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Gastroenterology. 2011 Jun;140(7):2044-55. doi: 10.1053/j.gastro.2011.03.007. Epub 2011 Mar 17.

Hypoxia-inducible factor-2α mediates the adaptive increase of intestinal ferroportin during iron deficiency in mice.

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Department of Molecular & Integrative Physiology, University of Michigan, Ann Arbor Michigan, USA.



Iron deficiency and iron overload affect over a billion people worldwide. Dietary iron absorption in the small intestine is required for systemic iron homeostasis. Ferroportin (FPN) is the only characterized, mammalian, basolateral iron exporter. Despite the importance of FPN in maintaining iron homeostasis, its in vivo mechanisms of regulation are unclear.


Systemic iron homeostasis was assessed in mice with intestine-specific disruption of genes encoding the von Hippel-Lindau tumor suppressor protein (Vhl), hypoxia-inducible factor (HIF)-1α, HIF-2α, and aryl hydrocarbon nuclear translocator (ARNT).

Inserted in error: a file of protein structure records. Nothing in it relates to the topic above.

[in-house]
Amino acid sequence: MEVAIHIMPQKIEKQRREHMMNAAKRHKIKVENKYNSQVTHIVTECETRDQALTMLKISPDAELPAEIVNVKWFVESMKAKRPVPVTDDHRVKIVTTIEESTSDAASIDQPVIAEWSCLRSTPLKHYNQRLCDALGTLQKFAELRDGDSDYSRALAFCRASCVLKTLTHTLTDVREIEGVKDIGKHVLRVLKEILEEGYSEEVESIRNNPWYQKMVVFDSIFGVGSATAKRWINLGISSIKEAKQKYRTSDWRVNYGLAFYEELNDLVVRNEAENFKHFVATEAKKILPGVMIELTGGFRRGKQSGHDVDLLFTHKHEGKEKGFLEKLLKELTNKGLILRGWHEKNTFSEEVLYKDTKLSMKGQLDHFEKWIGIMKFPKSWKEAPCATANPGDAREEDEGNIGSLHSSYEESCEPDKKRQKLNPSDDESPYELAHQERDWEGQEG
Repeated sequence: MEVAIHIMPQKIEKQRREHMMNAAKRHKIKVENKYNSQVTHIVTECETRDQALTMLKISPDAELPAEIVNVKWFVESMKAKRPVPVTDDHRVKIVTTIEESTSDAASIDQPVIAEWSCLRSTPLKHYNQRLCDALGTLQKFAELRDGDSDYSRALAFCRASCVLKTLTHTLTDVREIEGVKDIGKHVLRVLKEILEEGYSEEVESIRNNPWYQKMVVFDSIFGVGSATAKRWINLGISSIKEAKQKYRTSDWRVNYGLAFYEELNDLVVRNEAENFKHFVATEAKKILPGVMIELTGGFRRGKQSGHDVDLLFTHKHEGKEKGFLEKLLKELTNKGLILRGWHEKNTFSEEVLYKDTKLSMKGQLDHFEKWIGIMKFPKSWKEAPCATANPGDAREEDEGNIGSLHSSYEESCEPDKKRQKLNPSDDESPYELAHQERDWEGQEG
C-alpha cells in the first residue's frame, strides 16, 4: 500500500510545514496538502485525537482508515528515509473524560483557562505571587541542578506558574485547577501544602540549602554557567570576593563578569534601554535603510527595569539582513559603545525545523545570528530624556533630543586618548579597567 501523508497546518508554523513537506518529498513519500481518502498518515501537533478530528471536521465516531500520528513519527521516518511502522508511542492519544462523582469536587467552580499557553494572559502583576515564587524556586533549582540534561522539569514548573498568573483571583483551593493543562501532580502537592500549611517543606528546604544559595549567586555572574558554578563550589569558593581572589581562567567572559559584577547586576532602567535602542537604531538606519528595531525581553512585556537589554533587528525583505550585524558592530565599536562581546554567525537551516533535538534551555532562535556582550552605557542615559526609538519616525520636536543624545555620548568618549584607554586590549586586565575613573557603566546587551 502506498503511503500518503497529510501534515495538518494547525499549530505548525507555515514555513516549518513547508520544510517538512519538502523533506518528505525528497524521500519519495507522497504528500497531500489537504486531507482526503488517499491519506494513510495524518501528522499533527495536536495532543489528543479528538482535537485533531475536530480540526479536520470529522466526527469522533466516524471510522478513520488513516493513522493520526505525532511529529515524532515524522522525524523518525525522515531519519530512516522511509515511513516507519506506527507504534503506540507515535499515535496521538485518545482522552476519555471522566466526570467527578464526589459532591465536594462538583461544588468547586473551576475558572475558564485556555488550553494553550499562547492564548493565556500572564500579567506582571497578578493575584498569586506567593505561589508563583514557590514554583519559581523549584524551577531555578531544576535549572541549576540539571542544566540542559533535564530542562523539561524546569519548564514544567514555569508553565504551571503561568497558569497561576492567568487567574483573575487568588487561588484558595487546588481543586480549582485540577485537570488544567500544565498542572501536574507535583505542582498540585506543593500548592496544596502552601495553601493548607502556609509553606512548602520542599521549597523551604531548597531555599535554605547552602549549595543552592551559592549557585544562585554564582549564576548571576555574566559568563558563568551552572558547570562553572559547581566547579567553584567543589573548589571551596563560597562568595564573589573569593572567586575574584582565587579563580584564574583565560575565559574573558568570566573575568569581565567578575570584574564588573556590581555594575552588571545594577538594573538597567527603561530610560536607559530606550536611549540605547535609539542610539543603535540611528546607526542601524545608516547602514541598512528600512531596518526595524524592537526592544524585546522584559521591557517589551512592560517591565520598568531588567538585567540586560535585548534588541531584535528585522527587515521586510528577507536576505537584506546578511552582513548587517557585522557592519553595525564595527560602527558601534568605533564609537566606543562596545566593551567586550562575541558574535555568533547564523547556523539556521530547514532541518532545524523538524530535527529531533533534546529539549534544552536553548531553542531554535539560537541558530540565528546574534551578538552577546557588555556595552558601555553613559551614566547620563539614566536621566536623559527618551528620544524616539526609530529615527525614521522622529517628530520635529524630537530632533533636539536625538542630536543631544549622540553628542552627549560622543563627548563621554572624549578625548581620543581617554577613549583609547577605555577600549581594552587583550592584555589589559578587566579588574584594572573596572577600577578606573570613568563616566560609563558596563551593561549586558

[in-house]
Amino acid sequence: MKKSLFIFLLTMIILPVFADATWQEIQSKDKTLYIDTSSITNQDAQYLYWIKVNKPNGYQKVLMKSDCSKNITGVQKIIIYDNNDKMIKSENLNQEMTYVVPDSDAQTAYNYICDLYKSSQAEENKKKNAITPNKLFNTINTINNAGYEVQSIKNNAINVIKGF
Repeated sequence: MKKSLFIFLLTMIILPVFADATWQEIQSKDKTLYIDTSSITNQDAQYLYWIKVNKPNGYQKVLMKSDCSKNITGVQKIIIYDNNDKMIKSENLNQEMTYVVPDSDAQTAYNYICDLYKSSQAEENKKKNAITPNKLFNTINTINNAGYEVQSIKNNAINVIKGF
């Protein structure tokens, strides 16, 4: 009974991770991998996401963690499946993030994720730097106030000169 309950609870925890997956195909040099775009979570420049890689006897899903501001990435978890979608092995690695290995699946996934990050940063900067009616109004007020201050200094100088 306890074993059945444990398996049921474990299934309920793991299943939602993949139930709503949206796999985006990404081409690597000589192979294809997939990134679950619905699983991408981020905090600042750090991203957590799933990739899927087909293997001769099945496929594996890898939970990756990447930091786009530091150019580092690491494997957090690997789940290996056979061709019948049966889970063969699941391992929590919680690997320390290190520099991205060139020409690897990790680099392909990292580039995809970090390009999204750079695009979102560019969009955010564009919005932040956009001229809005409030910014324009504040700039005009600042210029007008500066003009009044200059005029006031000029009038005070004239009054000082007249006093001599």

We observed biphasic regulation of Fpn during iron deficiency. Fpn was rapidly induced under conditions of low iron, which required the transcription factor HIF-2α. Targeted disruption of HIF-2α in the intestine inhibited Fpn induction in mice with low iron, through loss of transcriptional activation. Analysis of the Fpn promoter and in vivo chromatin immunoprecipitation assays demonstrated that HIF-2α directly binds to the Fpn promoter and induces its expression, indicating a mechanism of transcriptional regulation of Fpn following changes in systemic levels of iron. During chronic iron deficiency, FPN protein levels also increased, via increased stability through a HIF-2α-independent pathway.


In mice, expression of the gene that encodes Fpn and its protein levels are regulated by distinct pathways to provide a rapid and sustained response to acute and chronic iron deficiency. Therapies that target FPN might be developed for patients with iron-related disorders.

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